Vaccination mandate a vital tool at Hamilton Health Sciences
When the initial doses of the COVID-19 vaccine were prioritized for distribution last winter, health care workers were among the earliest recipients in our city. This made sense given that these workers formed the thin green line between the pandemic and an overwhelmed healthcare system.
Since then, about 91% of our staff at Hamilton Health Sciences (HHS) have been fully vaccinated. This is great progress, but it is necessary to close the remaining gap in order to provide for the safety and protection for our workforce and community. Accordingly, as of November 30, 2021, Hamilton Health Sciences will require all of our staff and physicians to be fully vaccinated against COVID-19, unless they have an accepted medical or religious reason not to be.
Vaccination has turned out to be a far more controversial and polarizing topic than many expected. Mandating the vaccination of hospital workers is even more contentious. This is despite the fact that every single worker at HHS has already had to have certain other vaccines administered prior to being hired. Being vaccinated as a condition of employment at HHS is nothing new.
Still, this is not a decision we made easily at HHS. While we know there is a very high degree of consensus amongst the scientific community about the benefits of vaccination, there is less agreement about vaccine mandates. So why are we imposing mandatory vaccination from COVID-19?
For starters, we know vaccine mandates are effective, and we think higher rates of vaccination are necessary for our workforce, our patients, and our community. For patient populations at greater risk (like the immune compromised and the frail elderly population), hospital workers must do everything possible to not be the cause of transmission to patients.
Being vaccinated reduces both the risk of infection from COVID-19, and the risk of severe illness and hospitalization caused by that infection. If you do contract COVID despite being vaccinated, there is a lower risk you will transmit the illness, as compared to someone who has no immunity whatsoever. Sadly, about 90 per cent of the patients hospitalized with COVID-19 at HHS are not vaccinated.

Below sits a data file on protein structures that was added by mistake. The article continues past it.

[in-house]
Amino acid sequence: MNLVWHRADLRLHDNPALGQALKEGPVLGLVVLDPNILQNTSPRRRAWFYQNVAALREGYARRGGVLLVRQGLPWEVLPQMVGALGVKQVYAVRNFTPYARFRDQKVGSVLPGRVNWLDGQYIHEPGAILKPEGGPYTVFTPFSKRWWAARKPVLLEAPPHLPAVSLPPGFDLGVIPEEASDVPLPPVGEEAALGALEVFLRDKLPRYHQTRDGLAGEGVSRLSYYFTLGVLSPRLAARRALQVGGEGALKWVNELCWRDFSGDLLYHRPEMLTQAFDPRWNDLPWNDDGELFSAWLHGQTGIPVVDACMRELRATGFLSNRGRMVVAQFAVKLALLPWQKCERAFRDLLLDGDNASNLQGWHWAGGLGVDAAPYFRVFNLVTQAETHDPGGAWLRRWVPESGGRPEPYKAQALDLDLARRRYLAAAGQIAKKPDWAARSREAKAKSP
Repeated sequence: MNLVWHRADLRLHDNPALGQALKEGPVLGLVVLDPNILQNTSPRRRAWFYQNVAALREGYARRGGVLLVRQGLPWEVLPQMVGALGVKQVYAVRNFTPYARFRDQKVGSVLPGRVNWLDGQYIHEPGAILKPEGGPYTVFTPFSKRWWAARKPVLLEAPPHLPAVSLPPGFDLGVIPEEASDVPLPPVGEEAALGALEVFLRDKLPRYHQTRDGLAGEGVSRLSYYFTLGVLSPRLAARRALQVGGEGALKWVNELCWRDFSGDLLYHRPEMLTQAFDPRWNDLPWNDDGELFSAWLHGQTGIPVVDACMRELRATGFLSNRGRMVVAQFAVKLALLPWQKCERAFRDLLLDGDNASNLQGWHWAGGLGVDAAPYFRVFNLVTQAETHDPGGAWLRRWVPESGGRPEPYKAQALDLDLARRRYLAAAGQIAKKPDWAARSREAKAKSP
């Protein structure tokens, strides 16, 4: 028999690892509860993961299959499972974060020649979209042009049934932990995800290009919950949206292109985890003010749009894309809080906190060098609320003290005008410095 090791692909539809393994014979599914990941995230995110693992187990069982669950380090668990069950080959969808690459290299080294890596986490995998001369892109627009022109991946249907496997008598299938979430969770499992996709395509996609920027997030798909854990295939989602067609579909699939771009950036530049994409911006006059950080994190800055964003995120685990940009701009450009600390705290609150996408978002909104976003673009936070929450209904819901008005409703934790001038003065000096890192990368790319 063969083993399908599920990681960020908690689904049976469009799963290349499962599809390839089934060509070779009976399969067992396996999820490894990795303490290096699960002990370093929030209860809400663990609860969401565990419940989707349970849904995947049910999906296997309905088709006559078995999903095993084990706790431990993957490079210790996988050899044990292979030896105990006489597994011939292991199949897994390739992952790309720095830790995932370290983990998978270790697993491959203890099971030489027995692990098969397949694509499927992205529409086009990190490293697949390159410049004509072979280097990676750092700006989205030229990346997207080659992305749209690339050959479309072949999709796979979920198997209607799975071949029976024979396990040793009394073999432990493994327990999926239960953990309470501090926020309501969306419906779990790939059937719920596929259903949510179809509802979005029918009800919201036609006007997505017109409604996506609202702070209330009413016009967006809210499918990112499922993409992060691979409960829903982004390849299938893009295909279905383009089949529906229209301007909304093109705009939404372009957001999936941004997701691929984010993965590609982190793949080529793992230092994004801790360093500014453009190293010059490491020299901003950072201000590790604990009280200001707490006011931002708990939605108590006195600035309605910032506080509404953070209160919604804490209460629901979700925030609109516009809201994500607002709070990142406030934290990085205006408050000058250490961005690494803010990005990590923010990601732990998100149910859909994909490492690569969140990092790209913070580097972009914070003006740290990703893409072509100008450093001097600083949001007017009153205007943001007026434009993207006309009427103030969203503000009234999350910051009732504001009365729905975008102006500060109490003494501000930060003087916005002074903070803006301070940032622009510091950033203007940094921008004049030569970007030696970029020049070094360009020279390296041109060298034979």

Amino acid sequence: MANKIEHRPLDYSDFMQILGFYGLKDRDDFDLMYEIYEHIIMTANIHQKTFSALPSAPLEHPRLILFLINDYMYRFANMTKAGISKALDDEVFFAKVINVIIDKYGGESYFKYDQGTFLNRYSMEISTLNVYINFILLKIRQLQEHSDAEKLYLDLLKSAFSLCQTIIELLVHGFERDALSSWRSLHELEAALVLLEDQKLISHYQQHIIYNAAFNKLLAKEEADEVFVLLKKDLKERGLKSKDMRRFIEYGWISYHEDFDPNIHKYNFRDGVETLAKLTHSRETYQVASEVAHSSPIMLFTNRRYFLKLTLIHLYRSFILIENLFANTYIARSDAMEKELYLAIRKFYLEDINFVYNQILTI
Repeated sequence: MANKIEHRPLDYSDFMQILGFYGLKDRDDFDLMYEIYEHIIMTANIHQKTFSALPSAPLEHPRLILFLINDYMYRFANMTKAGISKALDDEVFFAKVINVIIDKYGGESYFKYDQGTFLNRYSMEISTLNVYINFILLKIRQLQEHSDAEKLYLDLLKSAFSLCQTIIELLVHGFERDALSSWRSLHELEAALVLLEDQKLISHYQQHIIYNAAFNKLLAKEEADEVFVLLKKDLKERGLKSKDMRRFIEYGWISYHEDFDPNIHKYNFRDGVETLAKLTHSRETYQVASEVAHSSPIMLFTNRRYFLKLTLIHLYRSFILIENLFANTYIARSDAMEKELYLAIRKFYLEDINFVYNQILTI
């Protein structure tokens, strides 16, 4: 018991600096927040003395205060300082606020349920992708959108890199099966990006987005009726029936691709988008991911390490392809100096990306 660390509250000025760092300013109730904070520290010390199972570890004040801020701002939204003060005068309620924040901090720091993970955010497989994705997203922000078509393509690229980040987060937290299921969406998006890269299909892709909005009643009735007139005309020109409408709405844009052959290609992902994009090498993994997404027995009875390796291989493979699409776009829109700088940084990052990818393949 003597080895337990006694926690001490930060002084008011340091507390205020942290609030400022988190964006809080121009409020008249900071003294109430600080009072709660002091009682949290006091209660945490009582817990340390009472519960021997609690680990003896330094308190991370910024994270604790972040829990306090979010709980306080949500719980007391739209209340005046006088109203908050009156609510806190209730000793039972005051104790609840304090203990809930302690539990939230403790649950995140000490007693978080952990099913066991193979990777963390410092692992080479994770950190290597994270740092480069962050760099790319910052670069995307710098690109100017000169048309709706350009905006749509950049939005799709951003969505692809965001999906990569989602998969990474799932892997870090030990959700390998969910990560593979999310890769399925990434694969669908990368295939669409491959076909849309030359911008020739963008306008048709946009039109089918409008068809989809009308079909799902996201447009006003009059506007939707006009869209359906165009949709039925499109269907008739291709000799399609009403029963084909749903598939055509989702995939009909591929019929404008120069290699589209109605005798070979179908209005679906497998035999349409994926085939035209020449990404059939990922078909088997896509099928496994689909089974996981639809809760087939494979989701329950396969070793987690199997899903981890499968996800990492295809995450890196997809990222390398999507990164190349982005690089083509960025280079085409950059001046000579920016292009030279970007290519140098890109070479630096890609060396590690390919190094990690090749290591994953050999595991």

The vaccine is not perfect at preventing COVID infections, and people opposed to vaccine mandates like to point this out. If we had waited for perfect solutions before taking action to fight this pandemic, we would have done nothing. We know that social distancing, personal protective equipment, and handwashing are effective but all have their limitations. We need to employ the tools we have at our disposal.
In combination with these other measures that hospitals have instituted to contain and control the spread of this highly transmissible virus, vaccines are indispensable and among the best tools we now have to fight COVID-19.
We acknowledge there are concerns about the shortages in health human resources across our sector. Being short on staff was an issue for us before the pandemic. An aging population, with more advanced and complex diseases, has meant greater demands on our healthcare system, and fewer new people coming up through the system to provide the needed care. COVID-19 hasn’t helped this situation with its relentless strain on our workers, but the root causes of this shortage are much broader and longer term than the pandemic.
As a consequence, and as you would expect, we will proceed prudently in the weeks ahead as we move to implement this policy. We will not do anything we believe would impair our ability to keep our all our services up and running. And to be clear, we expect our staff and physicians to comply with our policy regarding vaccination.
President & CEO, Hamilton Health Sciences